We need revolutionary zeal if we are to succeed against ecological perils.
- July 2009

Now that Ed Malloy has been named one of the nation's 15 Greenest Mayors, the challenge of living up to that title is one of the most important opportunities he and this community will ever face. The City of Fairfield will soon hire a fulltime Sustainability Coordinator — and then it will be time for the mayor, his sustainability czar, the city council, and all of us voting and tax-paying citizens to commit to going far beyond comfortable initiatives and merely symbolic actions. We have the chance to create something big and bold — to show the state, the country, and the world how intelligence and commitment can rise up in local communities to take on the environmental crises that threaten the entire planet.

Barack Obama, it is claimed, was caught on tape while preparing for the presidential debates, nailing the climate challenge in a few words: "Well, the truth is — we can't solve global warming because I
f-ing changed light bulbs in my house. It's because of something collective."

My wife and I changed our light bulbs and took a few other steps that reduced our electricity consumption by about 30% the last three years, and we feel good about that. But, feel good or not, it is as clear to me as it was to Obama that light bulbs will not take us where we need to go. The scope and urgency of the problem require changes on a much larger scale. We need, as Obama knows, "something collective."

We in Fairfield are on the doorstep of something collective. Far beyond that, the U.S. is — or should be — on the doorstep of something earthshakingly collective. Climate scientists say it's now or never.

It will take revolutionary zeal, not just ordinary enthusiasm, to make a difference. A thoroughgoing "sustainability revolution" is required, at the level of our commercial and political systems — not just isolated, comfortable, incremental changes.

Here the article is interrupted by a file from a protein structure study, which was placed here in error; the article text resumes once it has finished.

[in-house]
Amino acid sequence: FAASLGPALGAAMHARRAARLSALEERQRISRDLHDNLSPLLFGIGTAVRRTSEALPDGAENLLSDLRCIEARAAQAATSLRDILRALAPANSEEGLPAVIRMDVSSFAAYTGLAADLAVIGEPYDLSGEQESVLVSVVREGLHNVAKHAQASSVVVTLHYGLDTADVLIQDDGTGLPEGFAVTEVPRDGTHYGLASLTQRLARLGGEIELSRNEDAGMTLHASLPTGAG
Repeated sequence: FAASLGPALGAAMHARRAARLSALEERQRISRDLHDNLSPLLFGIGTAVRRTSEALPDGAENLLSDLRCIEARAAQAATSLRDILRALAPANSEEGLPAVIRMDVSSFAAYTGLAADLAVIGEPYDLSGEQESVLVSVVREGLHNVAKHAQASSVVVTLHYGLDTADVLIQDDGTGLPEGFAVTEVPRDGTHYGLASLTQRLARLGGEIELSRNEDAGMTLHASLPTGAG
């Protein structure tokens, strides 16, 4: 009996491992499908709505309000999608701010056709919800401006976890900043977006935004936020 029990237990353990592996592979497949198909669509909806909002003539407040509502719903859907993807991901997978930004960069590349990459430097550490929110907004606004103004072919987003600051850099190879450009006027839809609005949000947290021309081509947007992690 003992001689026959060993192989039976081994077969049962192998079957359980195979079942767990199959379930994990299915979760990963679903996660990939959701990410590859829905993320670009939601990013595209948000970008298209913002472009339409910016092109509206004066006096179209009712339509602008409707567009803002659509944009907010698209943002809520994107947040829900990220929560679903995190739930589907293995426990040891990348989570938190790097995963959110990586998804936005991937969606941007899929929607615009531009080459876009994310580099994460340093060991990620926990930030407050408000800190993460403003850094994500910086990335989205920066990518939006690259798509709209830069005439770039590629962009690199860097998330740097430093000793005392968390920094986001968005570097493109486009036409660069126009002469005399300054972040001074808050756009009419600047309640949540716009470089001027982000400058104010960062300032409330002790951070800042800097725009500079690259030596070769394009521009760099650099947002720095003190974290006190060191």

As we celebrated another Fourth of July this month with our picnics and fireworks, how many of us thought about the astonishingly brave, radical, and dangerous spirit we were commemorating? As Americans, we know deep in our bones what revolution means, what it takes, how necessary it can be, and how it can change everything. If ever there was a time when we needed to bring that spirit back to our awareness, it's now.

What if the American colonists had been more careful, more "politically realistic" in their approach, satisfied, say, with not buying certain British products as a symbol of their protest? Such timid realism would have meant that the great American experiment in democracy would not have dawned on the world in the 18th Century. Instead, men like Patrick Henry made it clear that their commitment, and their readiness to sacrifice, had absolutely no bounds: "Give me liberty or give me death." Today, we are not being called on to risk our lives, but the consequences of our 21st century challenges far exceed those of our forebears, and we need to consider, with a corresponding level of seriousness, what we are willing to lay on the line.

Changing light bulbs, reducing consumption, buying hybrid cars, installing solar panels on our homes — all of these actions are commendable and essential. Their greatest value, however, lies in the way these actions can become tools of inspiration and engagement on a much wider scale. These personal initiatives will not in themselves reverse looming perils. But they can gather energy, encouraging us and others to move on to much larger projects — political and collective — and to become enflamed with the seriousness of what we are being called to do. Only then will these small steps have served their true purpose.